In the affirmative case (exit branch Y), the best server areas 110 a to 110 f are re-calculated (block 235).

The change in the network configuration causes in general a change in the traffic offered by the generic pixel; thus, the contributions to the offered traffic of the different pixels of the area of interest 100 are re-calculated and updated (block 237).

The process of modifying the network configuration and re-calculating the offered traffic contributions of the different pixels may be repeated once or more.

Once a network configuration that is considered satisfactory has been found, the distributed offered traffic is recombined, re-aggregated, taking into account the new best-server areas that, in general, will differ from those initially calculated (block 240).

The served network traffic corresponding to the new network configuration is then calculated (block 245).

A method according to an embodiment of the present invention for distributing of the network offered traffic (calculated starting from the measured served traffic) over the different pixels of the best-server areas in the area of interest will be now described.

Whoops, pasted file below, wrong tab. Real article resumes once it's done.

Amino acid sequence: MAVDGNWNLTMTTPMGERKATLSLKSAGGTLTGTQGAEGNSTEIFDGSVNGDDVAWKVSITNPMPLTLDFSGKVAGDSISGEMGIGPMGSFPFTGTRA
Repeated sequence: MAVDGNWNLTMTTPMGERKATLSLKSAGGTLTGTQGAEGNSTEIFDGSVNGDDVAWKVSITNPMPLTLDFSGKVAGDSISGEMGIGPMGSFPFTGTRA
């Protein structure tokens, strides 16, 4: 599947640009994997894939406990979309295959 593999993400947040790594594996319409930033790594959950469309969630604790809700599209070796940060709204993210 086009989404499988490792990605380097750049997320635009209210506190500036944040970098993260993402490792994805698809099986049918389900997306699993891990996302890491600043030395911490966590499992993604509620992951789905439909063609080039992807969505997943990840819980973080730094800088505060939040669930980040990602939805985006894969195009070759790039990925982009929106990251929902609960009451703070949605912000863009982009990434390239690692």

In particular, according to an embodiment of the present invention, the distribution of the calculated offered traffic, derived from the measured served traffic, is carried out not only on the basis of the traffic generation propension, but also exploiting statistical weight functions, that are adapted to express a degree of coverage of a generic pixel by the radio signal of the radio transmitter of a generic cell to whose best-server area that pixel belongs. According to an embodiment of the present invention, the weight functions are used to weight the parameters indicating the traffic generation propensions of the pixels.

The offered traffic distribution method will be now described with the aid of the schematic flowchart of FIG. 4.

Firstly, exploiting suitable electromagnetic wave propagation simulation, algorithms of the type used for calculating the cell coverage, the distribution of the electromagnetic field irradiated by the radio base stations 105 a to 105 f in the area of interest 100 is calculated (block 405). Suitable cell coverage simulation algorithms for simulating the distribution of the electromagnetic field are for example described in WO 2005/076645 and WO 2005/076646.

In particular, in order to calculate the distribution of the electromagnetic field, the simulation algorithms exploit data (block 410) defining the configuration (radio equipment) of the radio base stations 105 a to 105 f and data (block 415) indicative of the characteristic of the territory of the area of interest 100 (i.e., characteristics like the territory morphology, orographic characteristics, presence of buildings, of roads, of railways, and the like).